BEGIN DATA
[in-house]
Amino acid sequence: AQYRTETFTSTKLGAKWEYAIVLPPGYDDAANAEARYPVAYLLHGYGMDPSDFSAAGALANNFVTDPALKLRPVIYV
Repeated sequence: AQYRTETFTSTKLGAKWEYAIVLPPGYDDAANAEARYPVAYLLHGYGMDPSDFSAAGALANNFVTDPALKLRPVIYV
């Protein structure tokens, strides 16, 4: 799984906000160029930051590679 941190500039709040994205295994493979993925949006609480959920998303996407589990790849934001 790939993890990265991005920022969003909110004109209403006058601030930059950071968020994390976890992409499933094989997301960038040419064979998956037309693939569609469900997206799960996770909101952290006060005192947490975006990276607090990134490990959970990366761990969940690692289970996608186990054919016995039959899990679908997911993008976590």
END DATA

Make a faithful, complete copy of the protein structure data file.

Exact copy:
[in-house]
Amino acid sequence: AQYRTETFTSTKLGAKWEYAIVLPPGYDDAANAEARYPVAYLLHGYGMDPSDFSAAGALANNFVTDPALKLRPVIYV
Repeated sequence: AQYRTETFTSTKLGAKWEYAIVLPPGYDDAANAEARYPVAYLLHGYGMDPSDFSAAGALANNFVTDPALKLRPVIYV
């Protein structure tokens, strides 16, 4: 799984906000160029930051590679 941190500039709040994205295994493979993925949006609480959920998303996407589990790849934001 790939993890990265991005920022969003909110004109209403006058601030930059950071968020994390976890992409499933094989997301960038040419064979998956037309693939569609469900997206799960996770909101952290006060005192947490975006990276607090990134490990959970990366761990969940690692289970996608186990054919016995039959899990679908997911993008976590």